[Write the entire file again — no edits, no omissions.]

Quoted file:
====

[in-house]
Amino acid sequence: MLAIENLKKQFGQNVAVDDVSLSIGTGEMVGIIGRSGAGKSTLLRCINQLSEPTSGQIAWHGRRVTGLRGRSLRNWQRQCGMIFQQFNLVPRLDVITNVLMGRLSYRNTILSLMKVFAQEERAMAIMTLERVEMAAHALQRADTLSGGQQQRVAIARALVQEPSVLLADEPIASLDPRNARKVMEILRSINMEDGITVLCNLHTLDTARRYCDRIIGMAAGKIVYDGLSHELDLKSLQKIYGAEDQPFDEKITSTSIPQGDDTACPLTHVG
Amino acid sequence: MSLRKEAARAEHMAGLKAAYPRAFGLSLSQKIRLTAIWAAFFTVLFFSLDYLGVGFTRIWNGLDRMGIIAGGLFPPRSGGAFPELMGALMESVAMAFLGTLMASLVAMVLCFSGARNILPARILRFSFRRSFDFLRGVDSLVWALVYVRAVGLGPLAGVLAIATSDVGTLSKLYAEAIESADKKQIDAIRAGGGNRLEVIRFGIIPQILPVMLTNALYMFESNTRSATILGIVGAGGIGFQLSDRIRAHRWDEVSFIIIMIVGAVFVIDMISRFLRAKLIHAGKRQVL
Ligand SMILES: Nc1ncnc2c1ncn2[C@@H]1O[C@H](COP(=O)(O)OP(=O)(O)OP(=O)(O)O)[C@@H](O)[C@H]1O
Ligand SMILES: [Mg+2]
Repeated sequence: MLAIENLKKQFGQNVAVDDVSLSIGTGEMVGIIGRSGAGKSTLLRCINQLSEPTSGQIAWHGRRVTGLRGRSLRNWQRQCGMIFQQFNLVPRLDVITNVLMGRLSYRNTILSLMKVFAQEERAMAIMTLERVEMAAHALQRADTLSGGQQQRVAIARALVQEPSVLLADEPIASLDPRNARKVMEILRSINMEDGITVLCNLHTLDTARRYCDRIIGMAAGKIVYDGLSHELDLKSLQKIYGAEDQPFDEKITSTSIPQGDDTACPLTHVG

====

[in-house]
Amino acid sequence: MLAIENLKKQFGQNVAVDDVSLSIGTGEMVGIIGRSGAGKSTLLRCINQLSEPTSGQIAWHGRRVTGLRGRSLRNWQRQCGMIFQQFNLVPRLDVITNVLMGRLSYRNTILSLMKVFAQEERAMAIMTLERVEMAAHALQRADTLSGGQQQRVAIARALVQEPSVLLADEPIASLDPRNARKVMEILRSINMEDGITVLCNLHTLDTARRYCDRIIGMAAGKIVYDGLSHELDLKSLQKIYGAEDQPFDEKITSTSIPQGDDTACPLTHVG
Amino acid sequence: MSLRKEAARAEHMAGLKAAYPRAFGLSLSQKIRLTAIWAAFFTVLFFSLDYLGVGFTRIWNGLDRMGIIAGGLFPPRSGGAFPELMGALMESVAMAFLGTLMASLVAMVLCFSGARNILPARILRFSFRRSFDFLRGVDSLVWALVYVRAVGLGPLAGVLAIATSDVGTLSKLYAEAIESADKKQIDAIRAGGGNRLEVIRFGIIPQILPVMLTNALYMFESNTRSATILGIVGAGGIGFQLSDRIRAHRWDEVSFIIIMIVGAVFVIDMISRFLRAKLIHAGKRQVL
Ligand SMILES: Nc1ncnc2c1ncn2[C@@H]1O[C@H](COP(=O)(O)OP(=O)(O)OP(=O)(O)O)[C@@H](O)[C@H]1O
Ligand SMILES: [Mg+2]
Repeated sequence: MLAIENLKKQFGQNVAVDDVSLSIGTGEMVGIIGRSGAGKSTLLRCINQLSEPTSGQIAWHGRRVTGLRGRSLRNWQRQCGMIFQQFNLVPRLDVITNVLMGRLSYRNTILSLMKVFAQEERAMAIMTLERVEMAAHALQRADTLSGGQQQRVAIARALVQEPSVLLADEPIASLDPRNARKVMEILRSINMEDGITVLCNLHTLDTARRYCDRIIGMAAGKIVYDGLSHELDLKSLQKIYGAEDQPFDEKITSTSIPQGDDTACPLTHVG